Discovery Shows Galileo Edited His Ideas to Fool the Inquisition

Galileo Galilei knew that the earth revolved around the sun. But this was Rome at the dawn of 17th century, and the Church didn't see it that way. Galileo argued that scientific study and scripture should be independent of each other, because the Bible was written to be understood by the intended reader of the time. The struggle between Galileo and the Church went on for 20 years. He was ultimately convicted of heresy in 1633, and sentenced to house arrest for the rest of his life. The early correspondence between Galileo and Vatican authorities of the time was hand-copied and redistributed, and is suspected to have been edited- how and by who is a matter of controversy. But the earliest evidence has been found. Galileo's original argument is in a 1613 letter to mathematician Benedetto Castelli. It was returned to Galileo for further refinement, and then was lost.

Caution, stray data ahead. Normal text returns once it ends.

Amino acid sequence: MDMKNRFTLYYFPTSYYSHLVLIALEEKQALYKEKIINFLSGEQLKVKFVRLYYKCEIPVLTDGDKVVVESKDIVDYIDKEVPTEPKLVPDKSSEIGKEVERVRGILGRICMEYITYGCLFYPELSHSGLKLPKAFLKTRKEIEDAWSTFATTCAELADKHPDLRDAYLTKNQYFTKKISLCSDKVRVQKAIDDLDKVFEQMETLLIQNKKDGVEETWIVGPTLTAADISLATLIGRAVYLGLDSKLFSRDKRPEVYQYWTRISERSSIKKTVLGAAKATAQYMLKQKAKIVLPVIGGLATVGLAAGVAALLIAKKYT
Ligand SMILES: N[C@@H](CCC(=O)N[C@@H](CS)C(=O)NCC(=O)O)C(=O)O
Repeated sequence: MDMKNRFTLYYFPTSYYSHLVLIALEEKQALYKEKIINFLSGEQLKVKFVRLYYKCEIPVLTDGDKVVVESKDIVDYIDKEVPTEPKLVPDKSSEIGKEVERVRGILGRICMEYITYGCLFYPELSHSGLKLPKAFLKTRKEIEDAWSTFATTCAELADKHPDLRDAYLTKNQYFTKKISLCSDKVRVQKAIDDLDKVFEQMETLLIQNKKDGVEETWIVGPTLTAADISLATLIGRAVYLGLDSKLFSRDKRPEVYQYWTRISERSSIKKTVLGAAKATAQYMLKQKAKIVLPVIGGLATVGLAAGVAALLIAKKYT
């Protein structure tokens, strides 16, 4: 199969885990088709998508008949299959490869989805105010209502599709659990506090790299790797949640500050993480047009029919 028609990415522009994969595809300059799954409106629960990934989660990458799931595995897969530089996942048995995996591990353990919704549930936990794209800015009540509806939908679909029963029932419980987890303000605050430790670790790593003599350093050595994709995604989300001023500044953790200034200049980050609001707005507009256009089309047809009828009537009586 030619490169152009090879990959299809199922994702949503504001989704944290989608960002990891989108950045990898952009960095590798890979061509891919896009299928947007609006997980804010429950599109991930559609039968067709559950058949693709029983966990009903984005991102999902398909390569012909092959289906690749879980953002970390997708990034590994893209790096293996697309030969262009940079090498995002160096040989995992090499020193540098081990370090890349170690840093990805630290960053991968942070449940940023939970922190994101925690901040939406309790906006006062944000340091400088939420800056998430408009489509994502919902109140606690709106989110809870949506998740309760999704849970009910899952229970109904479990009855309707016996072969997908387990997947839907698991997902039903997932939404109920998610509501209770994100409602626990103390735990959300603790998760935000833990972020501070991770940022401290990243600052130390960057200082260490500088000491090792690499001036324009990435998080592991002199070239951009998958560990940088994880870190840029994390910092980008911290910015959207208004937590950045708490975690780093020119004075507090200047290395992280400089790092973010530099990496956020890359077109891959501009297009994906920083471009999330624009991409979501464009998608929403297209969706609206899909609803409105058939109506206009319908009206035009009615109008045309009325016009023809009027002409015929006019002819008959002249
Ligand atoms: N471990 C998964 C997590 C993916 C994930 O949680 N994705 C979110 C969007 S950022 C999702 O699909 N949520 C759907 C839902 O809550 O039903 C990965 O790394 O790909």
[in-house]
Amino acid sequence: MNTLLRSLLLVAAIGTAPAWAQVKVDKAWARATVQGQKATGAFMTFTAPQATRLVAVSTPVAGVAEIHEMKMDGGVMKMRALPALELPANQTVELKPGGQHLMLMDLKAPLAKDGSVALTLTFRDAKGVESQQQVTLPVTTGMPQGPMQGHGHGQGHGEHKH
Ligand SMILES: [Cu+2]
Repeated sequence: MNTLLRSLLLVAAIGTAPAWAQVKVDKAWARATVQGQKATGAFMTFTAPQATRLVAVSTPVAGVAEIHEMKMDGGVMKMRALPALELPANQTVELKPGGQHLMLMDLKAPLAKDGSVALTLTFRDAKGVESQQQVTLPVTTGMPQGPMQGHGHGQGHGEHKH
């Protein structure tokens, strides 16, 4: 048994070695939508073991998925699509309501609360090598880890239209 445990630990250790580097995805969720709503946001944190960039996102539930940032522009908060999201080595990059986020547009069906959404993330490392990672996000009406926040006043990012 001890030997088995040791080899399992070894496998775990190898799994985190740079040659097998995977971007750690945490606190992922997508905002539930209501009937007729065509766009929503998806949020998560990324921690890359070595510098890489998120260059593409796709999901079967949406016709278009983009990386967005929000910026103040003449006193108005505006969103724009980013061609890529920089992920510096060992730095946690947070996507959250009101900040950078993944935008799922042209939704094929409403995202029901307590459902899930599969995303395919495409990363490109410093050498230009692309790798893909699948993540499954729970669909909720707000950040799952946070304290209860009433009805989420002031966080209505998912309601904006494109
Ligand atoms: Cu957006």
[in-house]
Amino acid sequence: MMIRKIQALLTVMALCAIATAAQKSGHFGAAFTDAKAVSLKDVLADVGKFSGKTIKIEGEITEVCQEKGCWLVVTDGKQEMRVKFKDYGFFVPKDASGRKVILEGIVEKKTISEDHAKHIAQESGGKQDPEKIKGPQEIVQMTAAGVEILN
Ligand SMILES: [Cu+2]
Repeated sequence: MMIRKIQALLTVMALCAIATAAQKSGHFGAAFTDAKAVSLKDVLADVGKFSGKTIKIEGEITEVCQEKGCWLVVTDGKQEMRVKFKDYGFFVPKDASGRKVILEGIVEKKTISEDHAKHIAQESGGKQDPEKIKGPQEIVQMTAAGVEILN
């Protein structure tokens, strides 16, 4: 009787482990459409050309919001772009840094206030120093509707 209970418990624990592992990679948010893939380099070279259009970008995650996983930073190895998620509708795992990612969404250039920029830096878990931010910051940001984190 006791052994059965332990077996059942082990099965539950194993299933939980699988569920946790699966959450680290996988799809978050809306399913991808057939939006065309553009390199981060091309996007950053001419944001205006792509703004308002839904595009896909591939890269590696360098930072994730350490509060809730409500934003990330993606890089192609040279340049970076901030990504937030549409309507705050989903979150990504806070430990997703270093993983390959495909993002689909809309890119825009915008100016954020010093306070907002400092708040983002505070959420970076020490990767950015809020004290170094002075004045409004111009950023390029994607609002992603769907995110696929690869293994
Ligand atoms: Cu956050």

The letter has been in the Royal Society’s possession for at least 250 years, but escaped the notice of historians. It was rediscovered in the library there by Salvatore Ricciardo, a postdoctoral science historian at the University of Bergamo in Italy, who visited on 2 August for a different purpose, and then browsed the online catalogue.

“I thought, ‘I can’t believe that I have discovered the letter that virtually all Galileo scholars thought to be hopelessly lost,’” says Ricciardo. “It seemed even more incredible because the letter was not in an obscure library, but in the Royal Society library.”

The newly-found letter contains quite a bit of editing by Galileo himself, and shines a light on the struggle between the scientist and the Church that shook the world. Read about the letter at Nature.  -via Metafilter

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